NY Times had an interesting article a week or two ago about marine ecosystems being damaged by ancient humans in many different areas of the world due to overexploitation.
I've been interested for a while now in variations of the idea of prehistoric environmental damage and environmental management. There's no debate that island-hopping humans killed off many flightless bird species long before European sailors started doing the same thing. The evidence that humans killed off ice-age mammals in North America and that Mayan overuse of the environment caused their collapse also seems pretty strong to me.
The general concept would be that ancient humans exploited and damaged their environments to the full extent that their technology and population levels would allow - in other words, just like us. The main difference from moderns is their technology stabilized or changed slowly, limiting human populations, and a new equilibrium was reached until European peoples and technologies were introduced.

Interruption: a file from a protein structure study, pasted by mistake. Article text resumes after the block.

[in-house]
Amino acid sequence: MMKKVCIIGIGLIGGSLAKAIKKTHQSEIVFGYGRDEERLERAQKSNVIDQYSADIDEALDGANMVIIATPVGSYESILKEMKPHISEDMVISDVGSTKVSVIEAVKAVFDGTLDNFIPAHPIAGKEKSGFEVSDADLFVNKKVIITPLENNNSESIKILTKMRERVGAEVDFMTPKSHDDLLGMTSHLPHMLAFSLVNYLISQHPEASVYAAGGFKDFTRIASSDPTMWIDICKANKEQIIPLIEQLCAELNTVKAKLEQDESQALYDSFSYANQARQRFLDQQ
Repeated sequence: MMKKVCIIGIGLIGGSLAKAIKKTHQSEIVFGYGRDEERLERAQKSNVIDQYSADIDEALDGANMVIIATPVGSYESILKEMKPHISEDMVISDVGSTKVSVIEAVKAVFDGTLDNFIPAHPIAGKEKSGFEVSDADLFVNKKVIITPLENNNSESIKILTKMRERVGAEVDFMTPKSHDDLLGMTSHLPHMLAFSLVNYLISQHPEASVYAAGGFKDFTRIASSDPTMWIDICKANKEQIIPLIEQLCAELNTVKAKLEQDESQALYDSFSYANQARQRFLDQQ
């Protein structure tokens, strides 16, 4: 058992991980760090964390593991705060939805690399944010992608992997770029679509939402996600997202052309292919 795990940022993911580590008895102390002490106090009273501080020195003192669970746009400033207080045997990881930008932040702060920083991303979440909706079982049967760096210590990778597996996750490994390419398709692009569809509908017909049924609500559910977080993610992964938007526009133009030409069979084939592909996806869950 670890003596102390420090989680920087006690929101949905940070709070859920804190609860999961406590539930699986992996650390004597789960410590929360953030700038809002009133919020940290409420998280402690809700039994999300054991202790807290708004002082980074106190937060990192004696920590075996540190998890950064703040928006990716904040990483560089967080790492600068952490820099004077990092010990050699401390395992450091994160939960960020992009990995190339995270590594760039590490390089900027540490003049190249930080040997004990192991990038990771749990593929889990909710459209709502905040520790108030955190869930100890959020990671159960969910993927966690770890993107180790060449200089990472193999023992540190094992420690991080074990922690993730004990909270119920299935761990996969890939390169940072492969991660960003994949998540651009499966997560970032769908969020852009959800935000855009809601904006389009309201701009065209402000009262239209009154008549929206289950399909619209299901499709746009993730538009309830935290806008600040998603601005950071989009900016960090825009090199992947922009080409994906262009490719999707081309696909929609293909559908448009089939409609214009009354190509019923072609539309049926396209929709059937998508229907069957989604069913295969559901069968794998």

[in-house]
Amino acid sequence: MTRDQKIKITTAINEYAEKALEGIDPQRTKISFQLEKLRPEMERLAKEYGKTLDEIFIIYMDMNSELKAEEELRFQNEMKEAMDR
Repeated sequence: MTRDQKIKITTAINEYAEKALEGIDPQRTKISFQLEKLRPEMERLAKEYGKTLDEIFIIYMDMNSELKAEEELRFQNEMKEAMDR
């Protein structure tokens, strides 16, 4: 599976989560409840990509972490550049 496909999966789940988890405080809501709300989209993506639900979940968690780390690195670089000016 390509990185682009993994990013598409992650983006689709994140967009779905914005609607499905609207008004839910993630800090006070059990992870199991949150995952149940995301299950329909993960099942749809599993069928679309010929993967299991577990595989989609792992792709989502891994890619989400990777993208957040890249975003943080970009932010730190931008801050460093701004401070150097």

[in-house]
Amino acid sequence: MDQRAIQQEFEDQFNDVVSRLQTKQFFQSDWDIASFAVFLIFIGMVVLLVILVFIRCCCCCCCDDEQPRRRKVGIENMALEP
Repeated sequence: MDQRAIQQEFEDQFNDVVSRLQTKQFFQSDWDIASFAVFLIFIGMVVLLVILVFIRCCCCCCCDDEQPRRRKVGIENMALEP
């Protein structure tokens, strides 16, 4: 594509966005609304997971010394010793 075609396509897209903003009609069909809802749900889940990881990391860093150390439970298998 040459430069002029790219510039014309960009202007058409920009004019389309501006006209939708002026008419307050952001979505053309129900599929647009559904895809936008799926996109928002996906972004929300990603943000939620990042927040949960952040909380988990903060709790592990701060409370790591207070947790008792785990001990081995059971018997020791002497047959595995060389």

The few exceptions to this rule, where indigenous peoples could have damaged their environment but didn't, are even more interesting. The Polynesian concepts of taboos, tapu, and rahui all protected resources.
Another potential exception that I haven't seen discussed is salmon fishing. While native cultures couldn't wipe out salmon runs on rivers, they could do so on small creeks. The fact that they didn't is pretty interesting, and something I'd like to know more about. Maybe some other examples are out there, too.
And with that, I'll be traveling for a while, so no posting for ten days or so.